The Investment Association (IA), which represents the UK’s asset management industry, has launched its public register of listed companies which have had significant shareholder rebellions. The IA proposed its development in its response to the government’s green paper on corporate governance in 2016 and was asked to go ahead with the launch of the government’s feedback this year.
The register includes FTSE All-Share companies which have received votes of 20% or more against any resolution or withdrew a resolution prior to their Annual General Meeting (AGM) in 2017. The IA said by publishing this information for the first time in one central location, the register aims to increase transparency, accountability and scrutiny of listed companies by shareholders, media and the wider public.
The IA added that a key purpose of the register is to focus attention on how these companies respond to the concerns of their investors. It will highlight the public statements made by the companies on the register, on how they have addressed shareholders’ concerns. Almost one third (31%) of companies named on the register have provided a public response explaining how they are addressing their shareholders’ concerns.
Analysis of the data published by the IA revealed that from the AGMs and General Meetings (GM) held in 2017 by more than 640 FTSE All-Share companies, over one in five (22%) companies listed on the FTSE All Share feature on the register, due to having at least one resolution that received over 20% dissent or was withdrawn.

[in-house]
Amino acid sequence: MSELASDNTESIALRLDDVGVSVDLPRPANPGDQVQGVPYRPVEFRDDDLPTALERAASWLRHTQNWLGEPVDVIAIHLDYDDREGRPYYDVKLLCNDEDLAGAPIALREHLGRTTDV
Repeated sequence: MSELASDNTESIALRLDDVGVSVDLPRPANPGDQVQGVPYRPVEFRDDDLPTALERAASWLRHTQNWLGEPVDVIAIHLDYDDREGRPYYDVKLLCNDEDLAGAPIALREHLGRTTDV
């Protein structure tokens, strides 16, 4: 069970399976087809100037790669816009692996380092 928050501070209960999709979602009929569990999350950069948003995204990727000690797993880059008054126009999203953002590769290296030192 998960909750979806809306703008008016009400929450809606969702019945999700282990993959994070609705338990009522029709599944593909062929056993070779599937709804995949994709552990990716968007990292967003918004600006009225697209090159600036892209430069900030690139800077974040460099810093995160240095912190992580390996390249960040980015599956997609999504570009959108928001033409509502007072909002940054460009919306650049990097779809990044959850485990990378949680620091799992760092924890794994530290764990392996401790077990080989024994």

Research also showed that pay-related issues top the list of shareholder concerns, with almost four out of ten (38%) resolutions listed on the register being due to high votes against pay-related resolutions, such as shareholders voting against companies’ annual remuneration reports, remuneration policy or other remuneration related resolutions. The second most frequent resolutions were the re-election of company directors with one in three (32%) of resolutions listed on the register, due to a high vote against the re-election of a company director in 2017.
Chris Cummings, chief executive of the Investment Association, said: “The data gathered for the Public Register reveals the true scale of investor concern and shows shareholders flexing their muscles by exercising their votes. With over one fifth of the FTSE All-Share having faced large shareholder opposition in 2017, a significant number of companies need to seriously start listening to shareholder views and acting on them. Bringing all this information into one place and giving companies the chance to explain how they are responding to the high vote against, will be invaluable in helping our members put savers’ money to work in the UK’s best run companies.”
However, remuneration specialist Cliff Weight board member at the UK Individual Shareholders Society (ShareSoc) and Manifest non-executive director, expressed some scepticism that the asset management’s industry organisation was the right body to be in charge of the register.
Writing on the ShareSoc blog Weight said: “I worry about the conflicts of interest that the Investment Association is riddled with. These will lead it not to pursue the problems in a sufficiently robust manner. They will be lenient and superficial in their approach. Why would they seek to deal with the root cause of problems when they themselves are part of the problem?”Last Updated: 21 December 2017